The Trees in the Forest
Let us begin the Emory story with the oldest living inhabitants of the place—the trees. How old some of them are, it’s hard to say. Those whose age we know, however, have stories and legends worth sharing. Here is one.
First bridge onto campus_circa 1918
First bridge onto campus_circa 1918
In the town of Oxford, students banded together in 1837 to form the Phi Gamma literary society. In 1851, if the records are accurate, the Phi Gammas completed the construction of their own building on a corner of the college green. A hundred and fifty years later, at the turn of the new millennium, the structure had aged poorly. It had once resounded with the debates of young men and had even served briefly as a place to care for the wounded and dying after the Battle of Atlanta in 1864. But by 2000, architects and engineers reported that only major structural repairs would keep the building usable. To preserve this bit of campus history, the university spent a year giving the building a major makeover. That work led to a fascinating discovery. A wooden beam holding up the floor of Phi Gamma had to be replaced, and when workers removed the beam and counted the rings of the tree it once had been, they numbered more than two hundred. Assuming that the tree had been felled in 1850 or 1851 for the new building, and counting backward for the number of rings, someone figured that the tree had taken root before 1650—nearly two centuries before Emory College enrolled its first students.
I do not know whether anyone thought to give thanks for the life of that tree when it was cut down. More likely, the woodsman who felled it viewed it as an infinitesimally small part of the continent’s inexhaustible supply of lumber. The earliest images of the Druid Hills campus show the beginnings of a school in a forest. This had been the sense of the founders of Emory College in Oxford as well. The groves of academe were filled with actual trees for many years in both places. Even as late as the 1960s, large stands of pine and oak gave the Druid Hills campus a sense of being far removed from the city only a few miles away.
Yet what interests me is not the forest but the trees—those pole-straight loblolly pines that stand like lonely sentinels here or there, or the thick-trunked oaks that guard the Quadrangle, or the white-blossomed ancient magnolias that screen the Baker Woodlands.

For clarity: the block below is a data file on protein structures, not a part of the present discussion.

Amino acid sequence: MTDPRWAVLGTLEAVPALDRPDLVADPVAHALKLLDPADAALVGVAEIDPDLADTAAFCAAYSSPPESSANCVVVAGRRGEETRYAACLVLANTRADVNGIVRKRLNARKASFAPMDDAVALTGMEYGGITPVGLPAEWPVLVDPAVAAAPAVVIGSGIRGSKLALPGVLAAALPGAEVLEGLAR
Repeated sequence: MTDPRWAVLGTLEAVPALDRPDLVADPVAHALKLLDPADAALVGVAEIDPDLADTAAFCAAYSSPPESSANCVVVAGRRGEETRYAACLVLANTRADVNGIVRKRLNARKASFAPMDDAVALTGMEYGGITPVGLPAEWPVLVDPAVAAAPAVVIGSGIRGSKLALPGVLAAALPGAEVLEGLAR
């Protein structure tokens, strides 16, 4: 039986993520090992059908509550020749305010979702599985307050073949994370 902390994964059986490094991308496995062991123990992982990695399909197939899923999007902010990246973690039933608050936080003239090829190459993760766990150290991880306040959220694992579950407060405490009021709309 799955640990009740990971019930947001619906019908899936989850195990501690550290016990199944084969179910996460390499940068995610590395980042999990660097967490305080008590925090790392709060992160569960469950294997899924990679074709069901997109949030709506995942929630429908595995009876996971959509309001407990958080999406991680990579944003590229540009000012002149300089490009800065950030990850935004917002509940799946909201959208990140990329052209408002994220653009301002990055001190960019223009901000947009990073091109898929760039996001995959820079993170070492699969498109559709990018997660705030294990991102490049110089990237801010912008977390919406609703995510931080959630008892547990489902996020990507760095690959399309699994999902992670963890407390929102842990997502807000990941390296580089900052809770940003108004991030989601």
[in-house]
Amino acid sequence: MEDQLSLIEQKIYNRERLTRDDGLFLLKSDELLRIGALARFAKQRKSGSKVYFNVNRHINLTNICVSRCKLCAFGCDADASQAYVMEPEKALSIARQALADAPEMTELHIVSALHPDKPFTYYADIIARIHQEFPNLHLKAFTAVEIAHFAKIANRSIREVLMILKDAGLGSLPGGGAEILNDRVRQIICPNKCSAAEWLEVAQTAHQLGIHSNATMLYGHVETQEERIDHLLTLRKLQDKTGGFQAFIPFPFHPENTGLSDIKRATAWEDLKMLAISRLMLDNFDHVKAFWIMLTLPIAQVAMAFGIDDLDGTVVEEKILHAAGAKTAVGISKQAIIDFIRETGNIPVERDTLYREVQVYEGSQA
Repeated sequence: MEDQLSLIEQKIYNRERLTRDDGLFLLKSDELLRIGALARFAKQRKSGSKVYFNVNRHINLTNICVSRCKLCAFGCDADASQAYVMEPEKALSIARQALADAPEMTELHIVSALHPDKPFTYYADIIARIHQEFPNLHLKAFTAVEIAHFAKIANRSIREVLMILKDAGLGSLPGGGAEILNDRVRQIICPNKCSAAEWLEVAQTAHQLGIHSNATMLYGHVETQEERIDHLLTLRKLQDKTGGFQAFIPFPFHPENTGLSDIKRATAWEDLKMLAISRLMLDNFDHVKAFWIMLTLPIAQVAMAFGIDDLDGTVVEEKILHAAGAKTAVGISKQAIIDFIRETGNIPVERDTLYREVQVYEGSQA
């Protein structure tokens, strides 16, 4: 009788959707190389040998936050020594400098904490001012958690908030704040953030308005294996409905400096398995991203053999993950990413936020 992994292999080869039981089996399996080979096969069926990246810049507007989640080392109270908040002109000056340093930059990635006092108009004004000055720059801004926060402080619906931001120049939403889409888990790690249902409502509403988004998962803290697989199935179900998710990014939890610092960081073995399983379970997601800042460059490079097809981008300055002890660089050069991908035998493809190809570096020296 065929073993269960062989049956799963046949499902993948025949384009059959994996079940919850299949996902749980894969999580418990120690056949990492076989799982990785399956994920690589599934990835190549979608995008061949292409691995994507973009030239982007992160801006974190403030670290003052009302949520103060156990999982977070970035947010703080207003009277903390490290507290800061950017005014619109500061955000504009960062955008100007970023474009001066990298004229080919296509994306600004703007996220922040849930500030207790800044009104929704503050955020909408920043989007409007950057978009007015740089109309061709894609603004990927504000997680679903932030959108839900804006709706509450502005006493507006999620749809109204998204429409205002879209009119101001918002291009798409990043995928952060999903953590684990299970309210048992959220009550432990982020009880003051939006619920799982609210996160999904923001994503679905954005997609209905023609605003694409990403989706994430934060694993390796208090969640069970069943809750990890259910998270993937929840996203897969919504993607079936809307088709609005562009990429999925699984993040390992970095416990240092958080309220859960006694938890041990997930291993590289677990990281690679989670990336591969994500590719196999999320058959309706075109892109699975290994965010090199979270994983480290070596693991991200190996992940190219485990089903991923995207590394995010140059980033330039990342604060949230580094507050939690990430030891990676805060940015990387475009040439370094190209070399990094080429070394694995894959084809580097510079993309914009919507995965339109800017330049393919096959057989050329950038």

Some of these arboreal individuals have gained enough eminence over time to have earned their own name. Some, so to speak, have their own family tree.
Consider the many offspring of a particular East Palatka holly. A story passed down through the decades recounts a visit by university chancellor Warren Candler to St. Simons Island with his wife, Antoinette, or “Nettie.” Both John and Charles Wesley, the founders of Methodism, had ministered to American Indians and English colonists around Savannah and on the barrier island St. Simons in 1736, shortly after the founding of the colony of Georgia. The Wesley brothers often preached outdoors, and tradition held that one particular large and impressive live oak tree on St. Simons had shaded them during services of prayer and preaching. The tree came to be known as the Wesley Oak, and a photo of it from 1921 lives on the internet and appears in Lucian Lamar Knight’s Georgia Landmarks, Memorials, and Legends.
In a pilgrimage to that live oak with her husband, Mrs. Candler spotted a small holly bush growing out of shallow dirt in the crook of one of the tree’s massive, twisting branches. Most likely a seed left by a visiting bird had taken root on the branch. According to lore, she uprooted the little holly and brought it back to Atlanta for transplanting on the Emory Quadrangle. Years later, that holly had to be cut down, but not before groundskeepers took cuttings from it, rooted them, and planted them around the campus. Here and there, descendants of that original East Palatka holly bush, “the Wesley Holly,” still flourish on the campus.
Of the planting of trees, Emory cannot now get enough. Emory plants trees to celebrate new presidents and to honor departing presidents; to recognize distinguished service and to welcome new classes of students.
Of all the trees on the campus, the one dearest to me is the Nuttall oak near a bench in front of the entrance to Carlos Hall. The tree has no plaque at its base to identify it, though many Emory people know its story. It honors the memory of my son, Thomas, who fell victim to disease at the age of sixteen. The memory of his passing brings with it the recollection of an exquisite community who rallied around his family during seven weeks of hospice care in a hellish summer. “The Thomas tree,” as many call it, represents a remarkable chapter of compassion among Emory people. Two weeks after Thomas’s death, faculty and students and friends gathered around that young oak to speak a litany of grace and remembrance. And then a bagpiper—one from the pipe band that leads the Emory Commencement procession each year—skirled the tune of “Amazing Grace.”
In some ways at Emory it is the amazing grace of the trees that keeps the human spirit green. So long as we remember them.
To read more, get Hauk’s book, Emory as Place (University of Georgia Press, 2019). Royalties will be donated to the Rose Manuscript, Archives, and Rare Book Library.